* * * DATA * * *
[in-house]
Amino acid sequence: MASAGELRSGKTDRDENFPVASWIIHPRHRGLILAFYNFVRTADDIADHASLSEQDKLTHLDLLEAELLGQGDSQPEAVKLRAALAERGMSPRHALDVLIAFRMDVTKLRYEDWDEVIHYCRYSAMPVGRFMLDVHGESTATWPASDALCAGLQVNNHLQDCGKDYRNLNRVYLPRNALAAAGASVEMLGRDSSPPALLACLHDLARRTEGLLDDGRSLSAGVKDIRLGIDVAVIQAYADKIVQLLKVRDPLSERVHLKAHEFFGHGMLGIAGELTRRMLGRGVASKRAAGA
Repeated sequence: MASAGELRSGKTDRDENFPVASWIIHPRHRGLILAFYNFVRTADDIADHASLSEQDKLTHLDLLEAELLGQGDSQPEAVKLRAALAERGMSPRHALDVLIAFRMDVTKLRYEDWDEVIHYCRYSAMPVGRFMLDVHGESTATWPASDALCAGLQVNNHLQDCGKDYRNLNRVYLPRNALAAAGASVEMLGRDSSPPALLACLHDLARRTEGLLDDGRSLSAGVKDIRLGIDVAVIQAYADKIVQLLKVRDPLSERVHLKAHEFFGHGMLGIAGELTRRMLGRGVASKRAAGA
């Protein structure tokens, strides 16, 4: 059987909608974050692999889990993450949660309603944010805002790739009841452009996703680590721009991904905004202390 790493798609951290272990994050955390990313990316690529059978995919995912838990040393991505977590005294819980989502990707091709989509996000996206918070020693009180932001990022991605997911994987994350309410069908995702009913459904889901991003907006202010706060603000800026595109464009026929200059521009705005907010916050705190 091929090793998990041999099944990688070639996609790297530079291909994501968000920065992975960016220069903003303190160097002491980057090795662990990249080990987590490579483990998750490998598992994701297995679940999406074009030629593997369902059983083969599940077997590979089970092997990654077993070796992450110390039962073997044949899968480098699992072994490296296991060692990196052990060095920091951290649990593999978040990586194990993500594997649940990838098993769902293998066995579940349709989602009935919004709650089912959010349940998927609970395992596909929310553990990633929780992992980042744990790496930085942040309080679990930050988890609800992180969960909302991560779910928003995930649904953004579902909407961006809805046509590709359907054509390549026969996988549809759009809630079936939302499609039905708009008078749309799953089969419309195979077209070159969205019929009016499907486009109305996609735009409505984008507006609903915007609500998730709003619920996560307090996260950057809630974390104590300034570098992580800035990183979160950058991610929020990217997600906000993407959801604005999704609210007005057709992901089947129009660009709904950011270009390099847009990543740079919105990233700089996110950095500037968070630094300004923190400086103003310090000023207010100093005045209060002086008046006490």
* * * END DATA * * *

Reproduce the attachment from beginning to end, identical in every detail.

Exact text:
[in-house]
Amino acid sequence: MASAGELRSGKTDRDENFPVASWIIHPRHRGLILAFYNFVRTADDIADHASLSEQDKLTHLDLLEAELLGQGDSQPEAVKLRAALAERGMSPRHALDVLIAFRMDVTKLRYEDWDEVIHYCRYSAMPVGRFMLDVHGESTATWPASDALCAGLQVNNHLQDCGKDYRNLNRVYLPRNALAAAGASVEMLGRDSSPPALLACLHDLARRTEGLLDDGRSLSAGVKDIRLGIDVAVIQAYADKIVQLLKVRDPLSERVHLKAHEFFGHGMLGIAGELTRRMLGRGVASKRAAGA
Repeated sequence: MASAGELRSGKTDRDENFPVASWIIHPRHRGLILAFYNFVRTADDIADHASLSEQDKLTHLDLLEAELLGQGDSQPEAVKLRAALAERGMSPRHALDVLIAFRMDVTKLRYEDWDEVIHYCRYSAMPVGRFMLDVHGESTATWPASDALCAGLQVNNHLQDCGKDYRNLNRVYLPRNALAAAGASVEMLGRDSSPPALLACLHDLARRTEGLLDDGRSLSAGVKDIRLGIDVAVIQAYADKIVQLLKVRDPLSERVHLKAHEFFGHGMLGIAGELTRRMLGRGVASKRAAGA
């Protein structure tokens, strides 16, 4: 059987909608974050692999889990993450949660309603944010805002790739009841452009996703680590721009991904905004202390 790493798609951290272990994050955390990313990316690529059978995919995912838990040393991505977590005294819980989502990707091709989509996000996206918070020693009180932001990022991605997911994987994350309410069908995702009913459904889901991003907006202010706060603000800026595109464009026929200059521009705005907010916050705190 091929090793998990041999099944990688070639996609790297530079291909994501968000920065992975960016220069903003303190160097002491980057090795662990990249080990987590490579483990998750490998598992994701297995679940999406074009030629593997369902059983083969599940077997590979089970092997990654077993070796992450110390039962073997044949899968480098699992072994490296296991060692990196052990060095920091951290649990593999978040990586194990993500594997649940990838098993769902293998066995579940349709989602009935919004709650089912959010349940998927609970395992596909929310553990990633929780992992980042744990790496930085942040309080679990930050988890609800992180969960909302991560779910928003995930649904953004579902909407961006809805046509590709359907054509390549026969996988549809759009809630079936939302499609039905708009008078749309799953089969419309195979077209070159969205019929009016499907486009109305996609735009409505984008507006609903915007609500998730709003619920996560307090996260950057809630974390104590300034570098992580800035990183979160950058991610929020990217997600906000993407959801604005999704609210007005057709992901089947129009660009709904950011270009390099847009990543740079919105990233700089996110950095500037968070630094300004923190400086103003310090000023207010100093005045209060002086008046006490």